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Origins: Jutland (Les Sullivan)

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JUTLAND


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Lyr Req: Battle of Jutland (6)


GUEST,Les Sullivan 22 Apr 20 - 03:41 AM
Joe Offer 20 Apr 20 - 03:27 PM
GUEST,Observer 20 Apr 20 - 06:57 AM
Charley Noble 01 Jun 06 - 08:15 PM
Mingulay 01 Jun 06 - 06:40 PM
Liz the Squeak 01 Jun 06 - 02:16 PM
Wilfried Schaum 01 Jun 06 - 11:27 AM
Keith A of Hertford 31 May 06 - 01:38 PM
Steve Parkes 08 Jan 02 - 11:26 AM
Snuffy 08 Jan 02 - 08:43 AM
Steve Parkes 08 Jan 02 - 03:39 AM
GUEST,Keith A at work 08 Jan 02 - 03:30 AM
Gareth 07 Jan 02 - 06:48 PM
Dead Horse 07 Jan 02 - 06:16 PM
GUEST,Keith A at work. 07 Jan 02 - 03:30 AM
Joe Offer 07 Jan 02 - 02:46 AM
Herga Kitty 06 Jan 02 - 03:18 PM
Gareth 06 Jan 02 - 01:01 PM
Keith A of Hertford 06 Jan 02 - 09:16 AM
GUEST,MCP 06 Jan 02 - 06:57 AM
Dead Horse 06 Jan 02 - 05:57 AM
Herga Kitty 06 Jan 02 - 05:50 AM
Dead Horse 06 Jan 02 - 05:43 AM
Keith A of Hertford 06 Jan 02 - 05:30 AM
Joe Offer 06 Jan 02 - 03:57 AM
GUEST,hrothgar 05 Jan 02 - 08:21 PM
Gareth 05 Jan 02 - 08:00 PM
Herga Kitty 05 Jan 02 - 07:16 PM
Gareth 05 Jan 02 - 07:05 PM
Keith A of Hertford 05 Jan 02 - 06:08 PM
Keith A of Hertford 05 Jan 02 - 06:03 PM
Herga Kitty 05 Jan 02 - 11:51 AM
masato sakurai 05 Jan 02 - 01:27 AM
GUEST,GUEST.Dave_Perasso 04 Jan 02 - 11:53 PM
Wolfgang 15 Nov 00 - 04:22 AM
GUEST,Les Sullivan c/o his fiance 14 Nov 00 - 04:37 PM
Little Hawk 13 Nov 00 - 02:53 PM
GUEST,Shanty Kees 13 Nov 00 - 01:37 PM
Little Hawk 12 Nov 00 - 10:46 PM
GUEST,John Gray / Australia 12 Nov 00 - 09:26 PM
GUEST,carys.roberts@aon.co.uk 12 Nov 00 - 01:31 PM
Linda Kelly 07 Nov 00 - 06:26 PM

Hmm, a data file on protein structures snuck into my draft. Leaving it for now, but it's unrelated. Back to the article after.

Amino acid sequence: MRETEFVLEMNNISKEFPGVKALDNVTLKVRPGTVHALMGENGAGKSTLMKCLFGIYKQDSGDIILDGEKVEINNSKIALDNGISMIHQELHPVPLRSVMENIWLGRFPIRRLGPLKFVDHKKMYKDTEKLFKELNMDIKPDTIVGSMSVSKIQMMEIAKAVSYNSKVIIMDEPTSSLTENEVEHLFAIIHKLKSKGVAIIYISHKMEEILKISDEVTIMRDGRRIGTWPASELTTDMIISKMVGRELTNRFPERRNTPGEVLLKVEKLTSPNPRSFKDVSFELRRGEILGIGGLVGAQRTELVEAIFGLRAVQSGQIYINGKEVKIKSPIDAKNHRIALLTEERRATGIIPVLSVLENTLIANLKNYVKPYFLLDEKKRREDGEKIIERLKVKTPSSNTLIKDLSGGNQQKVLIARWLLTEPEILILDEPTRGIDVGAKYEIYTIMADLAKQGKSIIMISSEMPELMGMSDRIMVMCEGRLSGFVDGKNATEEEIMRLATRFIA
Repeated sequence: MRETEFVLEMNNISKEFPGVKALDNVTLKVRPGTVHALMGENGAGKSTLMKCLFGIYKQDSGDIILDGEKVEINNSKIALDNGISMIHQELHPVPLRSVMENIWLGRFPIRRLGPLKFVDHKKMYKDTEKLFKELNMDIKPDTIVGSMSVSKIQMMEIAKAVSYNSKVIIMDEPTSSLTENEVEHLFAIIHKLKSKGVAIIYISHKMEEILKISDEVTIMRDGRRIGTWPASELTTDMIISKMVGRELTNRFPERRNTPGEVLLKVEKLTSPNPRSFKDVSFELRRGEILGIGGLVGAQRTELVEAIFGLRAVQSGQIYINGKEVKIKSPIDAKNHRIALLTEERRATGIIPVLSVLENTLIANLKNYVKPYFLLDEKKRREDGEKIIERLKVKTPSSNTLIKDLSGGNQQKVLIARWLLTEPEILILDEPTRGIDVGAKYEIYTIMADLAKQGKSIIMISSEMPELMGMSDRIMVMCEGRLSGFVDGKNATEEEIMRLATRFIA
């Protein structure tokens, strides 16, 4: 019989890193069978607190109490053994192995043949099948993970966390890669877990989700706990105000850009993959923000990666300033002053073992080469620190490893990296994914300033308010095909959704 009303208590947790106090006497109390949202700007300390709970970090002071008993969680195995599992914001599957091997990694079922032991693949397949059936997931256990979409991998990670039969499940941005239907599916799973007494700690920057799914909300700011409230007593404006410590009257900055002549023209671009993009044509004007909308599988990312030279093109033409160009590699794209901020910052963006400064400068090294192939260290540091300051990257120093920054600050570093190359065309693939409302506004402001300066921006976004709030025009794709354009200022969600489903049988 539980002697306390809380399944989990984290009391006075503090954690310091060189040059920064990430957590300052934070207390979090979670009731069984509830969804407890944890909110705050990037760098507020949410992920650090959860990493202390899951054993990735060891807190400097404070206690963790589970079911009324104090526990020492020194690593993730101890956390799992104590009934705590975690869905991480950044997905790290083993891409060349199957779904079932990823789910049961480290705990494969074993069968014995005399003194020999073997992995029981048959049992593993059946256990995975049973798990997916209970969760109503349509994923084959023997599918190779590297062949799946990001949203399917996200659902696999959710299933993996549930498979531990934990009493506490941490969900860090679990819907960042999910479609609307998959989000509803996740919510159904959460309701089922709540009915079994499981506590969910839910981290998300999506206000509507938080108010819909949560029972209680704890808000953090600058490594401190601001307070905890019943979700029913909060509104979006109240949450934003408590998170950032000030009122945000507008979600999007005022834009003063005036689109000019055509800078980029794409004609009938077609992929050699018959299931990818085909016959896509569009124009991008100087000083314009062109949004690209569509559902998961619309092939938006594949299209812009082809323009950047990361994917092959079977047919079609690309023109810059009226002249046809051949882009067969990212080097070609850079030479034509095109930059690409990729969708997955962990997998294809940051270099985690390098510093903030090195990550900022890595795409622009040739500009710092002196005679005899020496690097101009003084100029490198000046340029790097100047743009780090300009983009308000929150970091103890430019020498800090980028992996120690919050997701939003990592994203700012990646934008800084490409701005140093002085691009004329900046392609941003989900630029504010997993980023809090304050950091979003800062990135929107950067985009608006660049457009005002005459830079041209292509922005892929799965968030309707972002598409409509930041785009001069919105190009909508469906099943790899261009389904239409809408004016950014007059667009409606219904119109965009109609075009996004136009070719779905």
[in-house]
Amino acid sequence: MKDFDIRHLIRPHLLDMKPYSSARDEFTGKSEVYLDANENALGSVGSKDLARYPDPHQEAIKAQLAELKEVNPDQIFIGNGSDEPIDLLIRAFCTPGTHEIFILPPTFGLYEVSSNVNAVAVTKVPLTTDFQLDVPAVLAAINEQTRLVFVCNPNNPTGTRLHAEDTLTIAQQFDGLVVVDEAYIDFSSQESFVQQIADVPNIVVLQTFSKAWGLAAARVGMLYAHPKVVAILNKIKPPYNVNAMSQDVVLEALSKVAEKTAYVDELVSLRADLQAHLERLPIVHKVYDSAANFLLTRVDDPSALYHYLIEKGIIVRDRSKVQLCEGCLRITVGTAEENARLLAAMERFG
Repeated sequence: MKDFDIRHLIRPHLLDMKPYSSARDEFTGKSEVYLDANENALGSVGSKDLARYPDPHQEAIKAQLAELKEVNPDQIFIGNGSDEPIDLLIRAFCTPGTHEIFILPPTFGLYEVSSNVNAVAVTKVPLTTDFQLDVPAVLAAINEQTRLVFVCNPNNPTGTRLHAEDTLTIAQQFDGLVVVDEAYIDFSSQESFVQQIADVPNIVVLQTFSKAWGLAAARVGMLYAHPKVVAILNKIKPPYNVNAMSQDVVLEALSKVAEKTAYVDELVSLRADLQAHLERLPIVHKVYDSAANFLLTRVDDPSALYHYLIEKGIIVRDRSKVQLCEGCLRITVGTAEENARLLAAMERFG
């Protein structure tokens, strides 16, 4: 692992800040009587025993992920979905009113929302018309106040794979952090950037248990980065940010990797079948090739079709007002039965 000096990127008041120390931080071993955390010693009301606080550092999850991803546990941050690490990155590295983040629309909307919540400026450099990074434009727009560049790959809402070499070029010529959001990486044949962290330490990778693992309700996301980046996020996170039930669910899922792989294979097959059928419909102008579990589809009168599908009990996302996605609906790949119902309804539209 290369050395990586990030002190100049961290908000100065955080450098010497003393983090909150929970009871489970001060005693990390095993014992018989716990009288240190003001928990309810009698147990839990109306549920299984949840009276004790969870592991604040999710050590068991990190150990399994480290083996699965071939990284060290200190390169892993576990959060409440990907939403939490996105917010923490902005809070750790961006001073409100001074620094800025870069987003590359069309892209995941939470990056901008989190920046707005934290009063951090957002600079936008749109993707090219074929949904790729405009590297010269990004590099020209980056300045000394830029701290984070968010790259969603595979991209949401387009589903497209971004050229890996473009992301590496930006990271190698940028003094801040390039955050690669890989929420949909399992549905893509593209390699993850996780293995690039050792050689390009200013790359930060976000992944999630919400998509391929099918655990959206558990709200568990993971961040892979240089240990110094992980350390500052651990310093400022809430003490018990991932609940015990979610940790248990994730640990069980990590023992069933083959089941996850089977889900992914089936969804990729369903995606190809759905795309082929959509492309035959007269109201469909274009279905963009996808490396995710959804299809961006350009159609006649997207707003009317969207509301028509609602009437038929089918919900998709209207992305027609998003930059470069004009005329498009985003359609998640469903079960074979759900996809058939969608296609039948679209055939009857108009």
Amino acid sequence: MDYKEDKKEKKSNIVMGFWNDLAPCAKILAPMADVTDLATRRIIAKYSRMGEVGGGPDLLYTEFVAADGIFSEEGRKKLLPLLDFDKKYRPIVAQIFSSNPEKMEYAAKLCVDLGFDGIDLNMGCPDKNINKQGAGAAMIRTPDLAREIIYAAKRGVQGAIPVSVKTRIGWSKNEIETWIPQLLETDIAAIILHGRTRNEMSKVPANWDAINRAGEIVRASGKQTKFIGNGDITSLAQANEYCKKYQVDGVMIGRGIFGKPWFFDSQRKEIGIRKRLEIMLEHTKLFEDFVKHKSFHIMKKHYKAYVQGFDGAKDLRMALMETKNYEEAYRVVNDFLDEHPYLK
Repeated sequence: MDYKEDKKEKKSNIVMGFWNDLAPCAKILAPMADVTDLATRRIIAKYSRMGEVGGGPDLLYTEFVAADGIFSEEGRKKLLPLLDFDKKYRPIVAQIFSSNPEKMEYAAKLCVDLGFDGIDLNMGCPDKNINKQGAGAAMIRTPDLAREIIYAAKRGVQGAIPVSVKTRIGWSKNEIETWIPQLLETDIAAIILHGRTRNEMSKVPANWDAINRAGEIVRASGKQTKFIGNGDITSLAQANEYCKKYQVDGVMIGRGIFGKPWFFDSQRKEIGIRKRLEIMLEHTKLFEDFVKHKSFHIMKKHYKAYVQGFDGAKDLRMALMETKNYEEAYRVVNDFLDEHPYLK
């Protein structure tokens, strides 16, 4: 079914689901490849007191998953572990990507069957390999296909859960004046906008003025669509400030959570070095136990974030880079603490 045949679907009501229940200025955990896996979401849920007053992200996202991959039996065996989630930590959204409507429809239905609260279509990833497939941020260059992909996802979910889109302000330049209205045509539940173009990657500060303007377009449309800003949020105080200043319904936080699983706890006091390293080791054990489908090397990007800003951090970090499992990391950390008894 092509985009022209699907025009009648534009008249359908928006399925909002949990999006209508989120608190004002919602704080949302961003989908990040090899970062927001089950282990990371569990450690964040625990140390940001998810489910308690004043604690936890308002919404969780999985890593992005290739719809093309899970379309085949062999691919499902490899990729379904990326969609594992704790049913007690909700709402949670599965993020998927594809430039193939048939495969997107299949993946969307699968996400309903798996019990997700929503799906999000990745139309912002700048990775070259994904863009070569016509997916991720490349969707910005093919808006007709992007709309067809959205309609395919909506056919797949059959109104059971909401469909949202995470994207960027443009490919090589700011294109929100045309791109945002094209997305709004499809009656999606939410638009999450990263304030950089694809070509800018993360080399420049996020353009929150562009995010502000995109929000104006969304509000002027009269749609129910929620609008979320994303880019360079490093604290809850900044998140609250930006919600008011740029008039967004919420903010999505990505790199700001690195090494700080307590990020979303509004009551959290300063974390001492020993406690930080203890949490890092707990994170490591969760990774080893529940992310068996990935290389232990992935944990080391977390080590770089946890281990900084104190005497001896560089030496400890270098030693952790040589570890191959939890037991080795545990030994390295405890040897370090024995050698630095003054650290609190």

Wolfgang 07 Nov 00 - 03:59 AM
GUEST,Shanty Kees 05 Nov 00 - 11:17 AM
Linda Kelly 04 Nov 00 - 11:12 AM
GUEST,Shanty Kees 04 Nov 00 - 05:43 AM
Tim Jaques tjaques@netcom.ca 01 Aug 98 - 05:28 PM
Pete M 01 Aug 98 - 07:00 AM
pkk 31 Jul 98 - 01:20 PM
31 Jul 98 - 05:27 AM
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Subject: RE: Origins: Jutland (Les Sullivan)
From: GUEST,Les Sullivan
Date: 22 Apr 20 - 03:41 AM

Although I wrote the battle of Jutland and own the copyright I am happy for anyone to sing these German verses Johnny Collins told me that a German shanty singer had added some verses in German but I did not hear his name or the verses these may be the same. I was in the Royal Navy and they teach that the Germans technically won the battle but the only time the high seas fleet set sail again was to surrender so we retained control of the north sea. If anyone wants to record this song I would need to be credited with what I have written. I have never refused permission yet, it would be polite to credit the writer of the German verses as well if this can be established and you wish to add or substitute them.


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Subject: ADD: Jutland (Les Sullivan) - German verse
From: Joe Offer
Date: 20 Apr 20 - 03:27 PM

Blessings Barbara led me to this performance of "Jutland" by Kessler and Perasso, with a German verse:

This wonderful song by Les Sullivan commemorates the Battle of Jutland, the largest naval battle of WW I and one of the largest of all time. About 6000 British sailors and 3000 German sailors lost their lives.

David Kessler and I were leading the Seattle Chanty Sing on 11 November 2016, Veterans Day in the US, and Armistice Day to most of the rest of the world, being the day that WW I ended, so it seemed appropriate do lead this song.

The German verse was added by a friend of a friend about 20 years ago when I lived in San Jose, CA. Unfortunately I've forgotten his name and so can't credit him.

Anyone who has suggestions for improving the German, either by a better text or by improving my pronunciation, is encouraged to send suggestions.

Here's the German text:
    Wohin Gehst du mein Siegfried
    Wohin Gehst du mein Siegfried
    Ich betrete ein Schiff im Wilhemshaven
    Ich gehe dort, mein liebschen

    Auf das Schiff Lützow, liebschen
    Auf das Schiff Lützow, liebschen
    Es strozt mit Kanonen, recht segelfertig,
    Zum Ehre mit Admiral Scheer

    Und woh ist Schiff Lützow, verschollen,
    Und woh ist die Ehre, verschollen,
    Und dreitausend Seefaher, verloren,
    Zum Meeresgrund im Skagerrak.


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Subject: RE: Origins: Jutland (Les Sullivan)
From: GUEST,Observer
Date: 20 Apr 20 - 06:57 AM

Interesting stuff, and over the past couple of years some interesting things have been found out. One such thing has been work done by Southampton University relating to the supposed weakness in the design of the Royal Navy's battlecruisers. It has been established that on going into action, to increase their rate of fire flash doors were secured open in the Royal Navy's ships. This was not done in the German ships.